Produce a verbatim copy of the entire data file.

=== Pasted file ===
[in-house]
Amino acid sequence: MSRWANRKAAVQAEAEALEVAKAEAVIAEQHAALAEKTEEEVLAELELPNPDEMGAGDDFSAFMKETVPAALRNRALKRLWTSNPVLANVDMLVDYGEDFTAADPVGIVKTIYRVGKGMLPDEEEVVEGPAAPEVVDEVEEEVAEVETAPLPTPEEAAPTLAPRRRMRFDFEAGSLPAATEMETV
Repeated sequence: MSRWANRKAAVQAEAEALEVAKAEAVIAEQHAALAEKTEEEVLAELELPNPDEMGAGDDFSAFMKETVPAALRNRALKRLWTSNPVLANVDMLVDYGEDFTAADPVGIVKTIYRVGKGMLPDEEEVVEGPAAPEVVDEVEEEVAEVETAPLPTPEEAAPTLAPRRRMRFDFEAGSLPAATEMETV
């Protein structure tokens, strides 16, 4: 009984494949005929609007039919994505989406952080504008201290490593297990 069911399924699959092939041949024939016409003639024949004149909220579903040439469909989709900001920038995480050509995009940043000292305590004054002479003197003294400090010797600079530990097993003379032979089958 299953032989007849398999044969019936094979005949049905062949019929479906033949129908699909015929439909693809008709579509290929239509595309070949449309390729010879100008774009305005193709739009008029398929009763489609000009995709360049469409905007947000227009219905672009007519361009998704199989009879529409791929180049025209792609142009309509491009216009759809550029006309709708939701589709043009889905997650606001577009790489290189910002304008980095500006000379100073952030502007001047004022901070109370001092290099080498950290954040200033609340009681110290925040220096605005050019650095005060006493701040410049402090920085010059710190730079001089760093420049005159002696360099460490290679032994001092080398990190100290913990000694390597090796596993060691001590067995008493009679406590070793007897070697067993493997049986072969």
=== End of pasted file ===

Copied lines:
[in-house]
Amino acid sequence: MSRWANRKAAVQAEAEALEVAKAEAVIAEQHAALAEKTEEEVLAELELPNPDEMGAGDDFSAFMKETVPAALRNRALKRLWTSNPVLANVDMLVDYGEDFTAADPVGIVKTIYRVGKGMLPDEEEVVEGPAAPEVVDEVEEEVAEVETAPLPTPEEAAPTLAPRRRMRFDFEAGSLPAATEMETV
Repeated sequence: MSRWANRKAAVQAEAEALEVAKAEAVIAEQHAALAEKTEEEVLAELELPNPDEMGAGDDFSAFMKETVPAALRNRALKRLWTSNPVLANVDMLVDYGEDFTAADPVGIVKTIYRVGKGMLPDEEEVVEGPAAPEVVDEVEEEVAEVETAPLPTPEEAAPTLAPRRRMRFDFEAGSLPAATEMETV
């Protein structure tokens, strides 16, 4: 009984494949005929609007039919994505989406952080504008201290490593297990 069911399924699959092939041949024939016409003639024949004149909220579903040439469909989709900001920038995480050509995009940043000292305590004054002479003197003294400090010797600079530990097993003379032979089958 299953032989007849398999044969019936094979005949049905062949019929479906033949129908699909015929439909693809008709579509290929239509595309070949449309390729010879100008774009305005193709739009008029398929009763489609000009995709360049469409905007947000227009219905672009007519361009998704199989009879529409791929180049025209792609142009309509491009216009759809550029006309709708939701589709043009889905997650606001577009790489290189910002304008980095500006000379100073952030502007001047004022901070109370001092290099080498950290954040200033609340009681110290925040220096605005050019650095005060006493701040410049402090920085010059710190730079001089760093420049005159002696360099460490290679032994001092080398990190100290913990000694390597090796596993060691001590067995008493009679406590070793007897070697067993493997049986072969």